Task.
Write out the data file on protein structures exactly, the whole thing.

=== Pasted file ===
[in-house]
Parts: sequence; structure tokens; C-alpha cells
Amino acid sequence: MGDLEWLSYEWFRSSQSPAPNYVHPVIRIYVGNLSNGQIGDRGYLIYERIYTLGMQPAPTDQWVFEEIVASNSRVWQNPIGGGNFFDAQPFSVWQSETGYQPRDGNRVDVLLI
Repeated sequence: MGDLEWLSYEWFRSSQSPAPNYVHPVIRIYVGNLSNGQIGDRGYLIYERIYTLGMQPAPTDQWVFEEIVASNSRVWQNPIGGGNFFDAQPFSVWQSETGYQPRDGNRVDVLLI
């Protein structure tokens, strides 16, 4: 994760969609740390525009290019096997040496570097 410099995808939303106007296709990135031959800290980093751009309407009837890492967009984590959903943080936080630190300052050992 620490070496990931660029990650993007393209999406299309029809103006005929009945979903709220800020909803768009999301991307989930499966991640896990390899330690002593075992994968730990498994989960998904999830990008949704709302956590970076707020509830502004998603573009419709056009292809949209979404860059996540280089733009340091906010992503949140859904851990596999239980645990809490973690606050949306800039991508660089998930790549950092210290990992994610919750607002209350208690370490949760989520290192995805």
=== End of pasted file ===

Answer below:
[in-house]
Parts: sequence; structure tokens; C-alpha cells
Amino acid sequence: MGDLEWLSYEWFRSSQSPAPNYVHPVIRIYVGNLSNGQIGDRGYLIYERIYTLGMQPAPTDQWVFEEIVASNSRVWQNPIGGGNFFDAQPFSVWQSETGYQPRDGNRVDVLLI
Repeated sequence: MGDLEWLSYEWFRSSQSPAPNYVHPVIRIYVGNLSNGQIGDRGYLIYERIYTLGMQPAPTDQWVFEEIVASNSRVWQNPIGGGNFFDAQPFSVWQSETGYQPRDGNRVDVLLI
């Protein structure tokens, strides 16, 4: 994760969609740390525009290019096997040496570097 410099995808939303106007296709990135031959800290980093751009309407009837890492967009984590959903943080936080630190300052050992 620490070496990931660029990650993007393209999406299309029809103006005929009945979903709220800020909803768009999301991307989930499966991640896990390899330690002593075992994968730990498994989960998904999830990008949704709302956590970076707020509830502004998603573009419709056009292809949209979404860059996540280089733009340091906010992503949140859904851990596999239980645990809490973690606050949306800039991508660089998930790549950092210290990992994610919750607002209350208690370490949760989520290192995805």